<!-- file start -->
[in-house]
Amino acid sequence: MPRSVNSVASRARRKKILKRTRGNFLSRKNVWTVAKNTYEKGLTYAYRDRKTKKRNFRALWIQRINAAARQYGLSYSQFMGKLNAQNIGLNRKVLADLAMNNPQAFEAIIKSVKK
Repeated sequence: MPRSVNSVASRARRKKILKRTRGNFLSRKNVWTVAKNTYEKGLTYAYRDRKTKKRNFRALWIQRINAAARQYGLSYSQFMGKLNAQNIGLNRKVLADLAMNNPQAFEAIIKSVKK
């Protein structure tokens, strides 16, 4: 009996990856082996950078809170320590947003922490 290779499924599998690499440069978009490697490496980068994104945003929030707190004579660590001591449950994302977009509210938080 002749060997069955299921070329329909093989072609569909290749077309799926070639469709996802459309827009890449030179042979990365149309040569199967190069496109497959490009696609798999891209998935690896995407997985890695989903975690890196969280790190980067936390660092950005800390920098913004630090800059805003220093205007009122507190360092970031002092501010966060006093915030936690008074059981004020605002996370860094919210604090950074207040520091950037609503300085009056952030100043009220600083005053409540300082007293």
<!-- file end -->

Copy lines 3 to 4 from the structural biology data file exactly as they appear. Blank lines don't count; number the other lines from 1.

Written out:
Repeated sequence: MPRSVNSVASRARRKKILKRTRGNFLSRKNVWTVAKNTYEKGLTYAYRDRKTKKRNFRALWIQRINAAARQYGLSYSQFMGKLNAQNIGLNRKVLADLAMNNPQAFEAIIKSVKK
């Protein structure tokens, strides 16, 4: 009996990856082996950078809170320590947003922490 290779499924599998690499440069978009490697490496980068994104945003929030707190004579660590001591449950994302977009509210938080 002749060997069955299921070329329909093989072609569909290749077309799926070639469709996802459309827009890449030179042979990365149309040569199967190069496109497959490009696609798999891209998935690896995407997985890695989903975690890196969280790190980067936390660092950005800390920098913004630090800059805003220093205007009122507190360092970031002092501010966060006093915030936690008074059981004020605002996370860094919210604090950074207040520091950037609503300085009056952030100043009220600083005053409540300082007293």